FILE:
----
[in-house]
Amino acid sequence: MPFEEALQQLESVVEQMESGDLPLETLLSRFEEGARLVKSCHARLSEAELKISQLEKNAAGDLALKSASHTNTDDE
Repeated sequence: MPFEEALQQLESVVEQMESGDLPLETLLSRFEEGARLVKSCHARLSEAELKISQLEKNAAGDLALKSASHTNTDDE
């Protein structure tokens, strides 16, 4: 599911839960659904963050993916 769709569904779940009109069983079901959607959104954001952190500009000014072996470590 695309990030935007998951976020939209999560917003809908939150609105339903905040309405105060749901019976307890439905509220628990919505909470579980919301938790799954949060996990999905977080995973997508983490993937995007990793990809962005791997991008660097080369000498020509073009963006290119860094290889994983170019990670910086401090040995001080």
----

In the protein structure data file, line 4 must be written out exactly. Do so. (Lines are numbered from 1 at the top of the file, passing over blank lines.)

């Protein structure tokens, strides 16, 4: 599911839960659904963050993916 769709569904779940009109069983079901959607959104954001952190500009000014072996470590 695309990030935007998951976020939209999560917003809908939150609105339903905040309405105060749901019976307890439905509220628990919505909470579980919301938790799954949060996990999905977080995973997508983490993937995007990793990809962005791997991008660097080369000498020509073009963006290119860094290889994983170019990670910086401090040995001080």